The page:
As has been mentioned, everyone's a critic. I'm no exception. I have my opinions about movies I've seen and books I've read just like everybody else does. However, Gene Siskel I aint. When I post in my blog:

"I was initially (and still am a little) disappointed in the process Jones took finding Aketor. While he did do some figuring and a (very little) research, he followed a clue to Peru, and another to the tomb of the conquistador explorer, sort of followed a clue to find the city of gold, and all the while had a back and forth fight with a ceaseless opponent. However, it seemed like this movie rushed that process compared to Raiders and Last Crusade, and the back and forth with the Russians seemed a lot less epic. In Raiders Indy and Marion were captured, escaped, captured again, rescued, etc. In the Last Crusade there was a constant struggle between Jones and the Nazis in which they key to the movie - information about the grail- was being passed back and forth. In KotCS, the entirety of the conflict was a game of keep away."


"Yesterday I went and saw The Curious Case of Benjamin Button with my parents. It was almost 3 hours long, and while it wasn't boring or bad perse, I don't feel like it really had much of a point. The most descriptive thing I can say about the movie was that I liked it better the first time I saw it, when it was called Forrest Gump."

It's not going to have a big effect on the overall viewership of the Indiana Jones or Benjamin Button movies, and will not have any effect whatsoever on Harrison Ford or Brad Pitt. In addition, as I'm not an actor or a director myself, my opinions are clearly from the perspective of the audience - all I can speak to is what I would have liked to see. I can in no way really say "I could have done better."

On the other hand, I do have something of a voice in the board game community. This wasn't always the case, and I'm not certain how big this voice really is or how much weight it carries... but it's certainly more substantial than my voice in Hollywood. So when I read a 3 year old post from BGG in which I said "I proposed some revisions based mostly on some ideas from Kinizia's new Genesis (which isn't amazing by the way) to try and get more player decisions going on," I cringe a little bit. Reiner Knizia is a very prolific, very well respected game designer. Who am I, with no support whatsoever, to wave off one of his games as lousy - especially when saying that I'd basically copied part of it?!?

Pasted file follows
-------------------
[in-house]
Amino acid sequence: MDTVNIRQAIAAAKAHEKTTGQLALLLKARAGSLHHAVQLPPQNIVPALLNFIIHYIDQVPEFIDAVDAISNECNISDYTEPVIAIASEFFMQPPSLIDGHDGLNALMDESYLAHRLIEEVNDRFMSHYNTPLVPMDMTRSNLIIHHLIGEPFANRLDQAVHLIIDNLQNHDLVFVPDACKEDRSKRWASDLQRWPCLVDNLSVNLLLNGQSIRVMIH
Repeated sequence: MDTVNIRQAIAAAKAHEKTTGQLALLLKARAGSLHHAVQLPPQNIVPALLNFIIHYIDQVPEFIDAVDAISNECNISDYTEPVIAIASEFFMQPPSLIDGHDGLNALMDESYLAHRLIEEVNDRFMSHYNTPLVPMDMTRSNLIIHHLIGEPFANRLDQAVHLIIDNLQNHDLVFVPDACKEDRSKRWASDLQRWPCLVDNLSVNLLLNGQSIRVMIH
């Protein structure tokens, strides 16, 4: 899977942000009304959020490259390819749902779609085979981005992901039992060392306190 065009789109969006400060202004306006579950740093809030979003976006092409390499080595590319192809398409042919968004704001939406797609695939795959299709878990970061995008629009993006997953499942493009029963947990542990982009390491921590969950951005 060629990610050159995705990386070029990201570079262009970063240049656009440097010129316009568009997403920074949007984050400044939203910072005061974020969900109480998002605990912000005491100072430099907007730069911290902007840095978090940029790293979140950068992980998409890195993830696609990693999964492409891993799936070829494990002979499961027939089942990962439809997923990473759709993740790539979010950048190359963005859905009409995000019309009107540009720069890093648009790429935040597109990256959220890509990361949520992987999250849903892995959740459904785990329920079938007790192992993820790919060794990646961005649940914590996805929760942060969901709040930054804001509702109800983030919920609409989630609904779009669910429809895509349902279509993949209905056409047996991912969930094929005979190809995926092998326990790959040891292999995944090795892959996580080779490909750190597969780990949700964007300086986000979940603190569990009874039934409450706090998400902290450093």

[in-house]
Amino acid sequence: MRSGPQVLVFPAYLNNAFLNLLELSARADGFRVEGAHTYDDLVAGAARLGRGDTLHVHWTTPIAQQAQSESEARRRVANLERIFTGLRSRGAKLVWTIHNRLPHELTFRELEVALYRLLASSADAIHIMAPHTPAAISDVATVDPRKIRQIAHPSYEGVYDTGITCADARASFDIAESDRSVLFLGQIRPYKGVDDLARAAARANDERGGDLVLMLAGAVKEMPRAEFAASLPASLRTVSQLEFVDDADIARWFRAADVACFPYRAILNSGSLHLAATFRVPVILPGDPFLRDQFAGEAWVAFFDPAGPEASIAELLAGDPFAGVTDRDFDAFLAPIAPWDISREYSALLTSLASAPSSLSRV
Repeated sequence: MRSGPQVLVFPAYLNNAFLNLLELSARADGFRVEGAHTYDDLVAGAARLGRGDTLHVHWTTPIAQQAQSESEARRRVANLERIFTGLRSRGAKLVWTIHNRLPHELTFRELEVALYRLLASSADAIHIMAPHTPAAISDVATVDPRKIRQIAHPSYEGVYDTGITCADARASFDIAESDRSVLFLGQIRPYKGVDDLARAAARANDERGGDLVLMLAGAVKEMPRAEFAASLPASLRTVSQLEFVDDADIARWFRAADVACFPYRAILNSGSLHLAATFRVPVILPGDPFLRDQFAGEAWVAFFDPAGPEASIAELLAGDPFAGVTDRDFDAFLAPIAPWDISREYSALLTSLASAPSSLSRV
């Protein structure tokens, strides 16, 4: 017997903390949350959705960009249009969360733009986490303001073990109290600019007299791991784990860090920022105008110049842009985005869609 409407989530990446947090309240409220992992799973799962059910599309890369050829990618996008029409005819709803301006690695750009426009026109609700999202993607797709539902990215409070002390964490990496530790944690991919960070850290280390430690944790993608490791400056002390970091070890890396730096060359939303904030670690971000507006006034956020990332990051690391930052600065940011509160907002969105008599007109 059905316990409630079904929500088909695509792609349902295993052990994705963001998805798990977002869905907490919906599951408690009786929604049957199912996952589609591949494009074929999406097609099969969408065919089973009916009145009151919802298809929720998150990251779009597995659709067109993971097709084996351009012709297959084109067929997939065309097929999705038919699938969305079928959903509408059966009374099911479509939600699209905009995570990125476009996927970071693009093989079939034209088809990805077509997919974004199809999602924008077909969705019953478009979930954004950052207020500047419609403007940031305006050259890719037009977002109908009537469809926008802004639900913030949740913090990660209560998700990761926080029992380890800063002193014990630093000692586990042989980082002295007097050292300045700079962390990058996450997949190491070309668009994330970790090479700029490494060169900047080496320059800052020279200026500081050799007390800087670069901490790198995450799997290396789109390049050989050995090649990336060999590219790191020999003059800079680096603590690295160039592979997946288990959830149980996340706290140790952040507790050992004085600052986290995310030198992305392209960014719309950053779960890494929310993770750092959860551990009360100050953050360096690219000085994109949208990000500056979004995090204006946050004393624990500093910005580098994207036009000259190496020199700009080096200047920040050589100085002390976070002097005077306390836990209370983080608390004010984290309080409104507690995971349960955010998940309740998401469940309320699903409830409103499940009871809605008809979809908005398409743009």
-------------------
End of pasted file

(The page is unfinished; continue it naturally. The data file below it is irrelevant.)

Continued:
This has not been an isolated incident. I have posted negative reviews or comments on many games, even SdJ winners such as Zooloretto and Keltis. Even positive reviews of games such as Warrior Knights contain some form of criticism (that particular thread blew up into a perfectly good example). The other day I tried to think of a game I really enjoy for which I haven't got some type of criticism, and it was tough. Most of the games I really love have something about them that could probably be better - and the kicker is that the thing which could be better isn't necessarily the same from one player to the next!

While I was just a gamer who liked to post on BGG it was more OK, I thought, for me to take up positions against games or game mechanics I didn't like, calling them bad, lame, dumb, or flawed. I'm sure the internet is riddled with posts in which I say fairly brashly that such and such a game could really have used more development. Even if true, one could ask what gives me the right to say such things? After all, what do I know about developing board games? Had I gone through the trouble and effort of getting a game published?